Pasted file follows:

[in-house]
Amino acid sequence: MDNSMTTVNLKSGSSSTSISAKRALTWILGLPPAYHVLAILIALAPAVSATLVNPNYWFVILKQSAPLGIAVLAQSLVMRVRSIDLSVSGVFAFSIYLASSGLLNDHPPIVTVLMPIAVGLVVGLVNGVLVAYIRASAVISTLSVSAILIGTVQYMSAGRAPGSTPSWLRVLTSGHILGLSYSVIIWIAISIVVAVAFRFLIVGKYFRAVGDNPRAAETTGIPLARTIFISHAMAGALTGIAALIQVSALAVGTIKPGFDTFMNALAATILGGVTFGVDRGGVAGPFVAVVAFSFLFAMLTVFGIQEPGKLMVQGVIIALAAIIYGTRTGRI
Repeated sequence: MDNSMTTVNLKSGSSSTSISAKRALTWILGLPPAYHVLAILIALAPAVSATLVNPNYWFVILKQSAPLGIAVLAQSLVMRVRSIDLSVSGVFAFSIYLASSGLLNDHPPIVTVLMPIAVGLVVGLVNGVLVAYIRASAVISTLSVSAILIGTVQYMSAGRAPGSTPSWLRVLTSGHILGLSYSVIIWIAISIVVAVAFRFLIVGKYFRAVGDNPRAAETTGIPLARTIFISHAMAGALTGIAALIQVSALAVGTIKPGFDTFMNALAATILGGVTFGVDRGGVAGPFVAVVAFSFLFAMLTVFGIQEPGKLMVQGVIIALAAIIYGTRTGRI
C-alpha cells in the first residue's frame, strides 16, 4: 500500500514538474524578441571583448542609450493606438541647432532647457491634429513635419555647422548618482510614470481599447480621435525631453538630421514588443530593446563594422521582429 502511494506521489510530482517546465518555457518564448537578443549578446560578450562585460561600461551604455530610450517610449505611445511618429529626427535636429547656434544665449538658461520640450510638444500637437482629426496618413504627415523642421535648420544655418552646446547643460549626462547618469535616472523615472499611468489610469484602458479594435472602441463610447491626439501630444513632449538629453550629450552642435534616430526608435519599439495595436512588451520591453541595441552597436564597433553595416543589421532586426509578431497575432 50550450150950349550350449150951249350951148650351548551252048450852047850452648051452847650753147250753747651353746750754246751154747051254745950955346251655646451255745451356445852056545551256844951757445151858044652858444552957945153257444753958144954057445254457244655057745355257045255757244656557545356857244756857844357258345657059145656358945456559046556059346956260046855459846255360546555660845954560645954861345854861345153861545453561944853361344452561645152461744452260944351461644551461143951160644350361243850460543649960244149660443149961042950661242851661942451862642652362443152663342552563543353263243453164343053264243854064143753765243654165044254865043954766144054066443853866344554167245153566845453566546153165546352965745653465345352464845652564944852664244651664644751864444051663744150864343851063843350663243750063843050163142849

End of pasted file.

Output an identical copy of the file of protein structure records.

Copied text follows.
[in-house]
Amino acid sequence: MDNSMTTVNLKSGSSSTSISAKRALTWILGLPPAYHVLAILIALAPAVSATLVNPNYWFVILKQSAPLGIAVLAQSLVMRVRSIDLSVSGVFAFSIYLASSGLLNDHPPIVTVLMPIAVGLVVGLVNGVLVAYIRASAVISTLSVSAILIGTVQYMSAGRAPGSTPSWLRVLTSGHILGLSYSVIIWIAISIVVAVAFRFLIVGKYFRAVGDNPRAAETTGIPLARTIFISHAMAGALTGIAALIQVSALAVGTIKPGFDTFMNALAATILGGVTFGVDRGGVAGPFVAVVAFSFLFAMLTVFGIQEPGKLMVQGVIIALAAIIYGTRTGRI
Repeated sequence: MDNSMTTVNLKSGSSSTSISAKRALTWILGLPPAYHVLAILIALAPAVSATLVNPNYWFVILKQSAPLGIAVLAQSLVMRVRSIDLSVSGVFAFSIYLASSGLLNDHPPIVTVLMPIAVGLVVGLVNGVLVAYIRASAVISTLSVSAILIGTVQYMSAGRAPGSTPSWLRVLTSGHILGLSYSVIIWIAISIVVAVAFRFLIVGKYFRAVGDNPRAAETTGIPLARTIFISHAMAGALTGIAALIQVSALAVGTIKPGFDTFMNALAATILGGVTFGVDRGGVAGPFVAVVAFSFLFAMLTVFGIQEPGKLMVQGVIIALAAIIYGTRTGRI
C-alpha cells in the first residue's frame, strides 16, 4: 500500500514538474524578441571583448542609450493606438541647432532647457491634429513635419555647422548618482510614470481599447480621435525631453538630421514588443530593446563594422521582429 502511494506521489510530482517546465518555457518564448537578443549578446560578450562585460561600461551604455530610450517610449505611445511618429529626427535636429547656434544665449538658461520640450510638444500637437482629426496618413504627415523642421535648420544655418552646446547643460549626462547618469535616472523615472499611468489610469484602458479594435472602441463610447491626439501630444513632449538629453550629450552642435534616430526608435519599439495595436512588451520591453541595441552597436564597433553595416543589421532586426509578431497575432 50550450150950349550350449150951249350951148650351548551252048450852047850452648051452847650753147250753747651353746750754246751154747051254745950955346251655646451255745451356445852056545551256844951757445151858044652858444552957945153257444753958144954057445254457244655057745355257045255757244656557545356857244756857844357258345657059145656358945456559046556059346956260046855459846255360546555660845954560645954861345854861345153861545453561944853361344452561645152461744452260944351461644551461143951160644350361243850460543649960244149660443149961042950661242851661942451862642652362443152663342552563543353263243453164343053264243854064143753765243654165044254865043954766144054066443853866344554167245153566845453566546153165546352965745653465345352464845652564944852664244651664644751864444051663744150864343851063843350663243750063843050163142849